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Naomi, but why is it assumed that BAEM people are dying in larger proportion because they live in high density conditions rather than simply because of their BAEM status - has that been articulated ? I am not aware that BAEM individuals who live in less dense conditions are statistically less at risk of death from Covid 19 than BAEM individuals in dense conditions.
There was a suggestion some time ago that because many live in homes shared by several generations of the same family, isolation, particularly for the elderly, is practically impossible, and therefore infection more likely.
Highest level would be grand total, not a percentage per unit population.
I don't know the answer but it's noticeable that London, which has the highest population density in the country (1500 per sq km), has been overtaken by the north west (517 per sq km) as the place with the most cases. This suggests density doesn't even explain the number of cases let alone the number of deaths.
/// It is being stated at the highest level that one of the main reasons why the UK has the highest number of Covid 19 deaths in Europe, and approaches the second highest ratio per population, is that the UK is more densely populated than the rest ///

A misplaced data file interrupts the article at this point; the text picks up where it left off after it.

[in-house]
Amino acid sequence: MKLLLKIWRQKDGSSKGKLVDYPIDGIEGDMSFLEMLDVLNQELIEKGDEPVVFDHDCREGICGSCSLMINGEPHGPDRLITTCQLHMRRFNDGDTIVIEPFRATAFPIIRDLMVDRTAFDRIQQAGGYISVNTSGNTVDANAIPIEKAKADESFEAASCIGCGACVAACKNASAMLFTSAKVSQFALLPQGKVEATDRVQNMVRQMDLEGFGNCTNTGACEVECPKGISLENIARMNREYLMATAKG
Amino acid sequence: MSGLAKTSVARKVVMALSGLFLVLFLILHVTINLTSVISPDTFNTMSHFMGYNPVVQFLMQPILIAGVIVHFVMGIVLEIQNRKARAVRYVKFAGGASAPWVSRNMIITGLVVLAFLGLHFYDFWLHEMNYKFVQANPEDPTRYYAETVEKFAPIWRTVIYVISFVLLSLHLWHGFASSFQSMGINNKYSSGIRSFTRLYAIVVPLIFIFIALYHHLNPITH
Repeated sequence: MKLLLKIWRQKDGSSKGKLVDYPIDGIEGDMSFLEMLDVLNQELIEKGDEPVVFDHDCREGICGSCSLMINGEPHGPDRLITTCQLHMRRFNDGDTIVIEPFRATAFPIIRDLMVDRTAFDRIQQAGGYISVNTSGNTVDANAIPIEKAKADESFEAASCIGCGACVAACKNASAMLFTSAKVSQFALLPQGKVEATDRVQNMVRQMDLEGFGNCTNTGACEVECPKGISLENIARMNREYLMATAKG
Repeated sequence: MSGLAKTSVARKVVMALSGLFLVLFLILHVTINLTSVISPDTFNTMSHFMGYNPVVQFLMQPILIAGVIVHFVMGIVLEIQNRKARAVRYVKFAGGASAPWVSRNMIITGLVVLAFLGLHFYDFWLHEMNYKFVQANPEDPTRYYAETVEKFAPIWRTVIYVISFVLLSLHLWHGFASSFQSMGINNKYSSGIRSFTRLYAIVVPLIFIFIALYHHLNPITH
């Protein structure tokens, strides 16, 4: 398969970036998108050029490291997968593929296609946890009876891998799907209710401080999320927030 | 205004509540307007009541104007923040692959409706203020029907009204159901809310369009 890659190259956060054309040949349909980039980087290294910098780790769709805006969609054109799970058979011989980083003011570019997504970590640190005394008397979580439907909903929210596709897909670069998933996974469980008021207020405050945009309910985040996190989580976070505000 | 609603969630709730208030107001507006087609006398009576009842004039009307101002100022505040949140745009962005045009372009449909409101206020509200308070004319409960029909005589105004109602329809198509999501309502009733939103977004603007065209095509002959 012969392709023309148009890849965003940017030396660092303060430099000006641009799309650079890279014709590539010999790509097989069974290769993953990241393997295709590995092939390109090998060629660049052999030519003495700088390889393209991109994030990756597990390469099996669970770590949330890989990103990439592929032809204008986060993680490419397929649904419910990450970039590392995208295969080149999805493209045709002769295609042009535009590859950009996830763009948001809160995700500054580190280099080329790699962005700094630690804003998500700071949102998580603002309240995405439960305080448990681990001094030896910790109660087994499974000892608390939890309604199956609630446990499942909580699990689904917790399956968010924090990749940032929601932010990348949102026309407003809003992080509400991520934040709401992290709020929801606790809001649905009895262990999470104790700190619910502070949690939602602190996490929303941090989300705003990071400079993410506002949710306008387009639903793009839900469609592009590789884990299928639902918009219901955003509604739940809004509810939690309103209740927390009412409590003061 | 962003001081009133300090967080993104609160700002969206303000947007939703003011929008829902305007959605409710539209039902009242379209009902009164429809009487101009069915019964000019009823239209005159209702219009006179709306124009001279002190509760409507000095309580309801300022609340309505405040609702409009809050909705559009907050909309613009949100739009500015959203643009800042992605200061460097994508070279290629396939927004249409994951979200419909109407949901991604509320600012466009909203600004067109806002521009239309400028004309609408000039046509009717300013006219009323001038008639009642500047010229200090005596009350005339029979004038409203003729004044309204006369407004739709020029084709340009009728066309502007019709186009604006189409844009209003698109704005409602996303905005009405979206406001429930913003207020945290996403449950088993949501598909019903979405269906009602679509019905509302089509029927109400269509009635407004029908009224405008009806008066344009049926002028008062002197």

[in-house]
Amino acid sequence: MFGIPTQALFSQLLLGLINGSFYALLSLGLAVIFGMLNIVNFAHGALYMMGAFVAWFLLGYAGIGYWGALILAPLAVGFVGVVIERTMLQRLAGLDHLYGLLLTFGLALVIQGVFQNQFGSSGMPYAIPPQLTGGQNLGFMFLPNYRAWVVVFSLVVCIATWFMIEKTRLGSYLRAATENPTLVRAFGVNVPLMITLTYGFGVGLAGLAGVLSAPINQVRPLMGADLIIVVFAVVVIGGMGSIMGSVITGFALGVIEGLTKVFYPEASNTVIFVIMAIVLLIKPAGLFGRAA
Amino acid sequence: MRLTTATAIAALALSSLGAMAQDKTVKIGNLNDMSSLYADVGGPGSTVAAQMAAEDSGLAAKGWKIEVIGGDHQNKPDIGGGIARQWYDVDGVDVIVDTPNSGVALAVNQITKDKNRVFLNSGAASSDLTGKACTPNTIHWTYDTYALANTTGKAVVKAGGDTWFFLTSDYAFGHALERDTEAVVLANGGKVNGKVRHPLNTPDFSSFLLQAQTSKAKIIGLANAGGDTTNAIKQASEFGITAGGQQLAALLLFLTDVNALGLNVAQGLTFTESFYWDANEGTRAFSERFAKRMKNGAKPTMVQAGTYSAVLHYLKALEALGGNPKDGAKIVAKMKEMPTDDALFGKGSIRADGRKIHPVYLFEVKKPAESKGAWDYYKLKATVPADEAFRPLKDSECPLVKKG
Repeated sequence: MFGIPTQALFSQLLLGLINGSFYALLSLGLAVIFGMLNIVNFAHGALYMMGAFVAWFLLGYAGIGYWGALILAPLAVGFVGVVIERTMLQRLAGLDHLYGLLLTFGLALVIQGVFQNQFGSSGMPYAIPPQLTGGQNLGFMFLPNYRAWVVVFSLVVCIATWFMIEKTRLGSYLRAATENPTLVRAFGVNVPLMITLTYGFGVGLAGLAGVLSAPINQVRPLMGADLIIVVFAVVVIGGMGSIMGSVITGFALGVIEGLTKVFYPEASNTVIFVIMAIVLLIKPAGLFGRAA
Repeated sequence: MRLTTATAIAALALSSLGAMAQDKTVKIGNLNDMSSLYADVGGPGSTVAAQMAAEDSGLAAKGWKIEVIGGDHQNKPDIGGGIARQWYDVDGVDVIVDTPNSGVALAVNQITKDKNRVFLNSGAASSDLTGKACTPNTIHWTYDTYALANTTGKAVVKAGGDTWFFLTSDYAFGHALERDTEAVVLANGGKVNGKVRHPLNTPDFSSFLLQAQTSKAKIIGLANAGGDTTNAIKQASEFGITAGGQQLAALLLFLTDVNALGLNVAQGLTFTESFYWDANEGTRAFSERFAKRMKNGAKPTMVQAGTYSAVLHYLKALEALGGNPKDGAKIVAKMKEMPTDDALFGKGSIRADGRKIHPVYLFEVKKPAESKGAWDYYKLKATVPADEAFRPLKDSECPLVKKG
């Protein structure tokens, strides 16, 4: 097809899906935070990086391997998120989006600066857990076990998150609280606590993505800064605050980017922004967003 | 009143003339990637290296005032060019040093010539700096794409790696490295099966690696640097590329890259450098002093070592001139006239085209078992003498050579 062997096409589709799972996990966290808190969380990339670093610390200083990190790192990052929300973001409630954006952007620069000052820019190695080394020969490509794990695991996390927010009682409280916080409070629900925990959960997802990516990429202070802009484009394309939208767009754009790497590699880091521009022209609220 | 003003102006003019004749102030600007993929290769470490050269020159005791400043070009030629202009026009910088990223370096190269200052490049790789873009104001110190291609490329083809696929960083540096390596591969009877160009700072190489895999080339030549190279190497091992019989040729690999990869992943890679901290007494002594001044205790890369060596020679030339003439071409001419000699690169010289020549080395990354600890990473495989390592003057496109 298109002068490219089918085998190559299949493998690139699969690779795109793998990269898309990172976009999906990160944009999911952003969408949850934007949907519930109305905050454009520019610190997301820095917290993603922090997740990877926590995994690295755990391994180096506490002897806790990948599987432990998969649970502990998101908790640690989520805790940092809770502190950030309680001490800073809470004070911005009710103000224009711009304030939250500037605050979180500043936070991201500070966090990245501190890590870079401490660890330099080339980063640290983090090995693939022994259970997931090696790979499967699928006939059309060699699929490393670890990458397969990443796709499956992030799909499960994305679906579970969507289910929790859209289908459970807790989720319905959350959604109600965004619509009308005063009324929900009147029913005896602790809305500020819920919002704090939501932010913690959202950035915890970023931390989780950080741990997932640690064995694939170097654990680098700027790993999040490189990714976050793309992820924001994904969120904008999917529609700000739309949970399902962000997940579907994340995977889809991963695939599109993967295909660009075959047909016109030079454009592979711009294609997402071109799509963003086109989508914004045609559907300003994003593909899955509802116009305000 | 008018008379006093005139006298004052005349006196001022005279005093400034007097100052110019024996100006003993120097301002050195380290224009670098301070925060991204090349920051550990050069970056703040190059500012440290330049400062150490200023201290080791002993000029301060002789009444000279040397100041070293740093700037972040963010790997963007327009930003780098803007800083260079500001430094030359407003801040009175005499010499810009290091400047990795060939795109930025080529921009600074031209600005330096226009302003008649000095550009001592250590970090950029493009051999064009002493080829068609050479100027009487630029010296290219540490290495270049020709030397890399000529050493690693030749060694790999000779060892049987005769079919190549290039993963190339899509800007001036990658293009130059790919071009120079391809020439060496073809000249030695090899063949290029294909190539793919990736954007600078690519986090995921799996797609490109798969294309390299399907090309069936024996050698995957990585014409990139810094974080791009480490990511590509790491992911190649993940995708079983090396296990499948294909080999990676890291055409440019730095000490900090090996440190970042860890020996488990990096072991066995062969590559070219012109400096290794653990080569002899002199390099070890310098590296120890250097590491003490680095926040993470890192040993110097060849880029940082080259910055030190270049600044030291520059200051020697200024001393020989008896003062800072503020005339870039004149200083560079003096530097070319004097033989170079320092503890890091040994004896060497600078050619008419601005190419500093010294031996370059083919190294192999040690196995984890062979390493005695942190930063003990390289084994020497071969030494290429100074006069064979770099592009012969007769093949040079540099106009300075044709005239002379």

The usual Tory smokescreen. Japan closely equates to our population distribution and has a much better record in spite of being on the doorstep of the outbreak.
sorry, I meant to say "most cases per head"
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Naomi, again infection/contagion, becoming ill - what about (entirely separately) death from Covid 19. Covid 19 does not inevitably lead to death but it is being (heavily) suggested that population density varies/alters the risk of death - sick and living in a crowded block of flats or (perhaps)simply a crowded flat makes you likelier to die from Covid 19 than if you are sick but living alone in a bungalow in the countryside. Why should that be so ?

Old_Geezer, highest level of what (unsure what you mean) ? I am simply examining the statement one hears repeated that ......the total (overall total) of Covid 19 deaths is so high in the UK because the population density is high. What has population density in itself to do with the incidence of people dying from Covid 19 ?
Naomi- Karl seems to be referring to deaths per 1000 infections rather than deaths per 1000 population, but maybe I missed something on the thread while I was out but I'm not sure where Karl has got that info from- I'd need to see the data
May be because they won't send an ambulance until your lips turn blue, and its got to be the right shade of blue, and it won't be the right shade until your gone.